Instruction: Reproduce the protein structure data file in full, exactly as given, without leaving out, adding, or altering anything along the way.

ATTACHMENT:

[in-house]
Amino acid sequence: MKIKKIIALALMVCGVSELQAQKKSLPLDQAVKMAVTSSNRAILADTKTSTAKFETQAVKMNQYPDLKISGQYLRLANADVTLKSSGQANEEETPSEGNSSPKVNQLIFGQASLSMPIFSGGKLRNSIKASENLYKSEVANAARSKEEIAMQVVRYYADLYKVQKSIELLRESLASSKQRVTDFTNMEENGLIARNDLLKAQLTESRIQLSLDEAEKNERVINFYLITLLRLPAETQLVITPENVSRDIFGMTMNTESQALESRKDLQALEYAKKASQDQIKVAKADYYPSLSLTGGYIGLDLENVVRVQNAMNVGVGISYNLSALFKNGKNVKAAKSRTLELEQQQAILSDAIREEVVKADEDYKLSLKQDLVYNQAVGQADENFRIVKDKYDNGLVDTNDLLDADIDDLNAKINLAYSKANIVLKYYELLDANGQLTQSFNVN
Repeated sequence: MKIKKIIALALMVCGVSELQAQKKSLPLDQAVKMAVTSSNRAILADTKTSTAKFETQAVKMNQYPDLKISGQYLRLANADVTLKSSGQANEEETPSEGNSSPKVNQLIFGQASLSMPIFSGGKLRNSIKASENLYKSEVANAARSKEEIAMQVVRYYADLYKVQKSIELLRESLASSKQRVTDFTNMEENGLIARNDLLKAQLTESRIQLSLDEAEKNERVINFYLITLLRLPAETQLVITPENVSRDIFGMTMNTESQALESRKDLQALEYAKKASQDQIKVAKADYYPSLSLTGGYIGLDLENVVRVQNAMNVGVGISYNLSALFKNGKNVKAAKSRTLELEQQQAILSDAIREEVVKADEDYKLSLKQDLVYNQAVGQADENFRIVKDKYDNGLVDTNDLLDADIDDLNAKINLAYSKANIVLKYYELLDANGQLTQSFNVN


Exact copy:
[in-house]
Amino acid sequence: MKIKKIIALALMVCGVSELQAQKKSLPLDQAVKMAVTSSNRAILADTKTSTAKFETQAVKMNQYPDLKISGQYLRLANADVTLKSSGQANEEETPSEGNSSPKVNQLIFGQASLSMPIFSGGKLRNSIKASENLYKSEVANAARSKEEIAMQVVRYYADLYKVQKSIELLRESLASSKQRVTDFTNMEENGLIARNDLLKAQLTESRIQLSLDEAEKNERVINFYLITLLRLPAETQLVITPENVSRDIFGMTMNTESQALESRKDLQALEYAKKASQDQIKVAKADYYPSLSLTGGYIGLDLENVVRVQNAMNVGVGISYNLSALFKNGKNVKAAKSRTLELEQQQAILSDAIREEVVKADEDYKLSLKQDLVYNQAVGQADENFRIVKDKYDNGLVDTNDLLDADIDDLNAKINLAYSKANIVLKYYELLDANGQLTQSFNVN
Repeated sequence: MKIKKIIALALMVCGVSELQAQKKSLPLDQAVKMAVTSSNRAILADTKTSTAKFETQAVKMNQYPDLKISGQYLRLANADVTLKSSGQANEEETPSEGNSSPKVNQLIFGQASLSMPIFSGGKLRNSIKASENLYKSEVANAARSKEEIAMQVVRYYADLYKVQKSIELLRESLASSKQRVTDFTNMEENGLIARNDLLKAQLTESRIQLSLDEAEKNERVINFYLITLLRLPAETQLVITPENVSRDIFGMTMNTESQALESRKDLQALEYAKKASQDQIKVAKADYYPSLSLTGGYIGLDLENVVRVQNAMNVGVGISYNLSALFKNGKNVKAAKSRTLELEQQQAILSDAIREEVVKADEDYKLSLKQDLVYNQAVGQADENFRIVKDKYDNGLVDTNDLLDADIDDLNAKINLAYSKANIVLKYYELLDANGQLTQSFNVN